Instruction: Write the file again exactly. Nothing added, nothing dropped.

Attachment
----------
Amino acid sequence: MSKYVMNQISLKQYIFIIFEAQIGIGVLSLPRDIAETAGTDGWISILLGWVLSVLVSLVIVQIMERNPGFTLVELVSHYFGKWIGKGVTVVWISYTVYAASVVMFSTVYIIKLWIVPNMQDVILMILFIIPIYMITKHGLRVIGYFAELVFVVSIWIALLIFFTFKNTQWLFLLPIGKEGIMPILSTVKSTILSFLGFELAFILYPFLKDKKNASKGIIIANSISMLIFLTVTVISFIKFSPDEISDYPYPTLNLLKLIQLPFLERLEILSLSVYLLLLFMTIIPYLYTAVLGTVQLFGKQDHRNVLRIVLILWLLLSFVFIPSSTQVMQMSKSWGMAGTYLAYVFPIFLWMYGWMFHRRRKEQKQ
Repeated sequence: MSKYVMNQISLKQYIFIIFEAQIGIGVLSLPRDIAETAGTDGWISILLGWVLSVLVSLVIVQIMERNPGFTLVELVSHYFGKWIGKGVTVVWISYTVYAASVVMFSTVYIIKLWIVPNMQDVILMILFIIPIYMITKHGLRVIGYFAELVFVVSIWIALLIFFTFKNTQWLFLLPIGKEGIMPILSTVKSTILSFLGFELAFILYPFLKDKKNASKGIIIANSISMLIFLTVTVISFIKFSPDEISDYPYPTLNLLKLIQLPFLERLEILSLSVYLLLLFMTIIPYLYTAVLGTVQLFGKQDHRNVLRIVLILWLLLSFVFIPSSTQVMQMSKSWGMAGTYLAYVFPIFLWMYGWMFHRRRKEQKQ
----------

Amino acid sequence: MSKYVMNQISLKQYIFIIFEAQIGIGVLSLPRDIAETAGTDGWISILLGWVLSVLVSLVIVQIMERNPGFTLVELVSHYFGKWIGKGVTVVWISYTVYAASVVMFSTVYIIKLWIVPNMQDVILMILFIIPIYMITKHGLRVIGYFAELVFVVSIWIALLIFFTFKNTQWLFLLPIGKEGIMPILSTVKSTILSFLGFELAFILYPFLKDKKNASKGIIIANSISMLIFLTVTVISFIKFSPDEISDYPYPTLNLLKLIQLPFLERLEILSLSVYLLLLFMTIIPYLYTAVLGTVQLFGKQDHRNVLRIVLILWLLLSFVFIPSSTQVMQMSKSWGMAGTYLAYVFPIFLWMYGWMFHRRRKEQKQ
Repeated sequence: MSKYVMNQISLKQYIFIIFEAQIGIGVLSLPRDIAETAGTDGWISILLGWVLSVLVSLVIVQIMERNPGFTLVELVSHYFGKWIGKGVTVVWISYTVYAASVVMFSTVYIIKLWIVPNMQDVILMILFIIPIYMITKHGLRVIGYFAELVFVVSIWIALLIFFTFKNTQWLFLLPIGKEGIMPILSTVKSTILSFLGFELAFILYPFLKDKKNASKGIIIANSISMLIFLTVTVISFIKFSPDEISDYPYPTLNLLKLIQLPFLERLEILSLSVYLLLLFMTIIPYLYTAVLGTVQLFGKQDHRNVLRIVLILWLLLSFVFIPSSTQVMQMSKSWGMAGTYLAYVFPIFLWMYGWMFHRRRKEQKQ